Accelerating the development of a library of verified NF data structures


  Argyraki Katerina
  Candea George
  Pirelli Solal

Networks comprise an essential component of computational infrastructure. However, it is crucial to apply verification to ensure the integrity of networks and ascertain their conformity to current and future configurations. In this process, the security of most networks hinges on a network address translation (NAT), which connects the internal network to the public internet. Although there is a body of literature on network verification, very few studies have looked at the verification of software network functions (NF). That is the rationale underlying a study being conducted by a team of EPFL researchers.

Project Website

Unlike previous studies, the current research presents a NAT function written in C to implement the semantics specified in RFC 3022. By using C, the researchers leverage the DPDK packet-processing library to ensure crash-free, bug-free, and memory-safe implementation. While existing literature points to the lack of scalability in verifying an NF written in C, the researchers meet this challenge by proposing a new combination of symbolic execution and proof checking using separation logic, thus ensuring no compromise on performance. In fact, the verified NAT (VigNAT) offers latency similar to that in unverified NAT.

In verifying NAT, the researchers adopt the Vigor approach. Vigor is a verification toolchain that contains a library of verified data structures called libVig. Software development with Vigor centers around three clear developer roles: libVig developers, standards developers, and NF developers.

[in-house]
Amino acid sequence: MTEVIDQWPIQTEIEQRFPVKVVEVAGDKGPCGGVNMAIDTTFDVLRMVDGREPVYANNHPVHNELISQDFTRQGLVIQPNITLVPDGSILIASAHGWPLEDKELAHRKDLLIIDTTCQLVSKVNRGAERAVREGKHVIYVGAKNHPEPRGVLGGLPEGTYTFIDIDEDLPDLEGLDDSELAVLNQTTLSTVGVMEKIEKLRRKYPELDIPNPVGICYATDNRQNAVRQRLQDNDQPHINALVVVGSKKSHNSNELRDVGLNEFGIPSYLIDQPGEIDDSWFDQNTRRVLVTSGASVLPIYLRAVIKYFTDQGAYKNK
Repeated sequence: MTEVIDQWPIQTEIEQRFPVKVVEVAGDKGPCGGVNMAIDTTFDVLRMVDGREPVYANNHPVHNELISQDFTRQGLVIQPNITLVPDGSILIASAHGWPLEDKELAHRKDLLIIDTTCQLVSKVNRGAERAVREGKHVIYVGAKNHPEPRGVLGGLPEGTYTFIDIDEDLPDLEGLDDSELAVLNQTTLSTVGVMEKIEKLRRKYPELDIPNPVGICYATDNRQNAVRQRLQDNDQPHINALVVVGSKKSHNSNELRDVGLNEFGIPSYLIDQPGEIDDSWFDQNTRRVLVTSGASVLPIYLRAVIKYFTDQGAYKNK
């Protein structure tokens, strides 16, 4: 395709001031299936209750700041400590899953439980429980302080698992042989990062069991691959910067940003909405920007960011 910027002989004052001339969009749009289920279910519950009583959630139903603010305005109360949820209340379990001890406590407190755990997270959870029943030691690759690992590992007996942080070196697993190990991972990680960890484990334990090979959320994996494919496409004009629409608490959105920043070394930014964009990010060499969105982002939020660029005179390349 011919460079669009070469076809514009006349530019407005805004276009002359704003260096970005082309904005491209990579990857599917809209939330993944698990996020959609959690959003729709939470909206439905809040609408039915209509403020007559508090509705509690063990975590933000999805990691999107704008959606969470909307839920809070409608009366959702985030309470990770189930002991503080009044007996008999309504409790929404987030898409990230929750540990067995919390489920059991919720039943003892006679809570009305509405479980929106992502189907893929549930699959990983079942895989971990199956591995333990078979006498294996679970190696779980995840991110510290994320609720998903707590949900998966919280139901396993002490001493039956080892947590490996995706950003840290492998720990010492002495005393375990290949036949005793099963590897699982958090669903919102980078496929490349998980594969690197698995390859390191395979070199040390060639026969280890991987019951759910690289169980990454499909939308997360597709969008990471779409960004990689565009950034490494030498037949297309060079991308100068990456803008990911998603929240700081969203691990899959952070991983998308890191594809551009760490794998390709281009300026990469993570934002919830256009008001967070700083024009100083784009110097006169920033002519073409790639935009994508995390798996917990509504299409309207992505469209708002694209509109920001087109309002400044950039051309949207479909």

The researchers evaluated the performance of VigNAT by comparing it with three other NFs. The results revealed that VigNAT had 2% higher latency than Unverified NAT, and 8% higher than No-op forwarding. Conversely, Linux NAT exhibited a much higher latency. The plots for throughput showed that VigNAT had a throughput of 1.8 Mpps, 10% lower than that of the Unverified NAT, while the Linux NAT had a throughput of only 0.6 Mpps. The evaluation demonstrated that a verified NAT can be used for competitive performance.

This research could provide important pointers for many other software NFs and help accelerate the development of a library of verified NF data structures.

The project is being conducted by Arseniy Zaostrovnykh, Solal Pirelli, Luis Pedrosa, Katerina Argyraki, and George Candea. They are affiliated to EPFL’s School of Computer and Communication Sciences.

Suggested readings:

Arseniy Zaostrovnykh, Solal Pirelli, Luis Pedrosa, Katerina Argyraki, and George Candea. 2017. A Formally Verified NAT. Proceedings of SIGCOMM ’17, Los Angeles, CA, USA, August 21-25, 2017.

Sourced at